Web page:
“Gerrymandering” is not why Democrats are not cleaning the floor with the GOP.

Voters hear the GOP chorus singing less government, more individual freedom, and lower taxes.

Hmmm, doesn’t that sound good?

When Democrats point out that “less government” means less Medicare for the elderly, less Medicaid for the poor, and less Social Security for the disabled and retired, for a moment voters get it.  The GOP is about more freedom for the wealthy and less service for the rest.  So, this should be a slam dunk, out with the GOP, in with Democrats.

Not so quick.

Voters also read about the VA, about relief for Hurricane Sandy, and about delays in the Affordable Care Act (Obamacare) roll out.  How can any sane person think well of government (especially one with a Democrat chief executive) when it takes over one year for a veterin to find out if their disability claim will be considered?  Why is it a full six months after the devastating storm has promised relief not arrived?  And, why is the Affordable Care Act tittering on the edge of financial collapse (or gigantic rate increases)?  Why can’t government deliver promised services?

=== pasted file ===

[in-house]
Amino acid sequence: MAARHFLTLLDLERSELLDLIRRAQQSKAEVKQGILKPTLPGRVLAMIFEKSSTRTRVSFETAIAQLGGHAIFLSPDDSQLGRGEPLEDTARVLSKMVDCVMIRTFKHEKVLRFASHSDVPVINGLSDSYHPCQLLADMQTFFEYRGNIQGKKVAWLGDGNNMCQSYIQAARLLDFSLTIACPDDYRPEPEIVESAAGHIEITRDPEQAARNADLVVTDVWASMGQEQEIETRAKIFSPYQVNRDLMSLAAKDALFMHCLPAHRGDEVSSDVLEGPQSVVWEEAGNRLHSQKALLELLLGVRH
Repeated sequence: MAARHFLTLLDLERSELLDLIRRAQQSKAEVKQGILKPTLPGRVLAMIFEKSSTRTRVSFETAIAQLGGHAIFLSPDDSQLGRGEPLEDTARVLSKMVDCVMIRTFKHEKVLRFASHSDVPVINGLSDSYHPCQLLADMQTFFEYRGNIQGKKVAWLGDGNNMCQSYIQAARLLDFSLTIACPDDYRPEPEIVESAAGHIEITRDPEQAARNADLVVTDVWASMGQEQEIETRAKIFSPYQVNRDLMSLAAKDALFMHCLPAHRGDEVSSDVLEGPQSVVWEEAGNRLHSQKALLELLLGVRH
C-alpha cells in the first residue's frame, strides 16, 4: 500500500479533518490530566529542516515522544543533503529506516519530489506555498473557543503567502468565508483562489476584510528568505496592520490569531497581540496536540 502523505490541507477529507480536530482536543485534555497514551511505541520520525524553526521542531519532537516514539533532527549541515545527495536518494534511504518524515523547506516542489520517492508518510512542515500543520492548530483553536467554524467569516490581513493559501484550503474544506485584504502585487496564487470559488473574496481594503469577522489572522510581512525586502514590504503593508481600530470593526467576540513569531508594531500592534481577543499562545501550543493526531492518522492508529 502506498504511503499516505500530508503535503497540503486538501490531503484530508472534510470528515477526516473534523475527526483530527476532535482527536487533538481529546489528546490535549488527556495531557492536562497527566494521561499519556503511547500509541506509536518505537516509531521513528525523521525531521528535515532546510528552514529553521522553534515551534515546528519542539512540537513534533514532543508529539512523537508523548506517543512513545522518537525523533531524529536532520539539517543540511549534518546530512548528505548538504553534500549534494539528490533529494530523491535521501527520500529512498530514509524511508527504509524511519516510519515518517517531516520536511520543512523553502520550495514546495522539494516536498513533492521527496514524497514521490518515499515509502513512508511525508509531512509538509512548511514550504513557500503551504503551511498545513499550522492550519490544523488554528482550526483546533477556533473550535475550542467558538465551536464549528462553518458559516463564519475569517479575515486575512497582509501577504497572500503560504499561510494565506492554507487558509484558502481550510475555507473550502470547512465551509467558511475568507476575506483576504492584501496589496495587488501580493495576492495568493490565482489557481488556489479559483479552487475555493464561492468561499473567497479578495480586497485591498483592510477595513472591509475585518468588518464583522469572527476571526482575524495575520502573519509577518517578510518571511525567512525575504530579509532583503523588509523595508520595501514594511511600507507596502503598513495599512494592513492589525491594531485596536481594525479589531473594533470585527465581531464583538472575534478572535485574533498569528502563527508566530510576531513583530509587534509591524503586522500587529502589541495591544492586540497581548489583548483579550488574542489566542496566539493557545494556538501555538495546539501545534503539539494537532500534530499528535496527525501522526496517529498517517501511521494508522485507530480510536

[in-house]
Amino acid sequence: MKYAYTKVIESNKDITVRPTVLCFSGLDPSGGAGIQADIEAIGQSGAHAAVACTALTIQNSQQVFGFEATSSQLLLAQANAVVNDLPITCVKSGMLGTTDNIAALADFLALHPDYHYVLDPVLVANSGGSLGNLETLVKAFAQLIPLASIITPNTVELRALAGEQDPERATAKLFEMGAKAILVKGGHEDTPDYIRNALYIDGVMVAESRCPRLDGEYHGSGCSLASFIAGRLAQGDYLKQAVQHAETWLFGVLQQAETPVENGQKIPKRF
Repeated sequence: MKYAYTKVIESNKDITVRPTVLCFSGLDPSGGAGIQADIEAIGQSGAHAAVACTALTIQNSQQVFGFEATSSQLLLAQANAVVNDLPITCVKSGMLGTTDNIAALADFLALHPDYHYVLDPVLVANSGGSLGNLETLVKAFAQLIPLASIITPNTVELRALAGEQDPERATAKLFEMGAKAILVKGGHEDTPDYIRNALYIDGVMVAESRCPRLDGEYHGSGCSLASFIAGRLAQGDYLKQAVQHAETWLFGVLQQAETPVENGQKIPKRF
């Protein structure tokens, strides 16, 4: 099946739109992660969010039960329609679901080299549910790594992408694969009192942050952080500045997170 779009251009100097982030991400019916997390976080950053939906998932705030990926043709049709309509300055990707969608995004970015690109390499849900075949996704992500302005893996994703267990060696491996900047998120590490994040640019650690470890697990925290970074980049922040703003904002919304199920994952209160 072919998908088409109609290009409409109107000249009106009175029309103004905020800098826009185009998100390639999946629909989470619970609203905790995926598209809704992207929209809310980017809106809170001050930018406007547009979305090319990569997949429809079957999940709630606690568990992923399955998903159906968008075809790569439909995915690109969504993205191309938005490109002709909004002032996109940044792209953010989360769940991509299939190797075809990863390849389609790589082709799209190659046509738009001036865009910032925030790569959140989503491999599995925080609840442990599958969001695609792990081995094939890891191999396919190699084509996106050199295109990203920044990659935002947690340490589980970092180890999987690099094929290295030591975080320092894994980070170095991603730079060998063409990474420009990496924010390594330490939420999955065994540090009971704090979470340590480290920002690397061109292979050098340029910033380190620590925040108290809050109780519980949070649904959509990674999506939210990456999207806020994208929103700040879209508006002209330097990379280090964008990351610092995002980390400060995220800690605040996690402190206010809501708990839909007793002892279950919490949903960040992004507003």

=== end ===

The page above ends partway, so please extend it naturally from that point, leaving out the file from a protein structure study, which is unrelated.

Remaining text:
I would suggest that our elected officials, Republican or Democrat, have little if any interest in seeing that existing government services operate as advertised.  Congress members ironically prefer to intervene for one of their constituents rather than try to fix the service for the benefit of everyone.  Being a hero and rescuing someone is more beneficial than working to prevent problems and helping others who do not live in ones voting district.

The bottom line is that voters have little faith that Democrats will do any better if given the keys to Congress again.  For voters, it is Tweedledee, or Tweedledum.

Voters must send a different message to their representatives.  The message is “focus on making current government services “world class” in cost, quality, and service.  We send soldiers off to war, it is intolerable that their claim for Veterans benefits should be ignored.  Aid to victims of national disasters is not a one time event.  There is no excuse for not having agencies perform due diligence (like insurance companies) and release relief funding in a 60 day period.  And, the biggest and most obvious, is why should the US settle for per capital health care costs which are twice that of most all other modern industrial countries, not insure everyone, and deliver mediocre outcomes for the rest?

Until voters send this message, our country will continue to drift into mediocrity.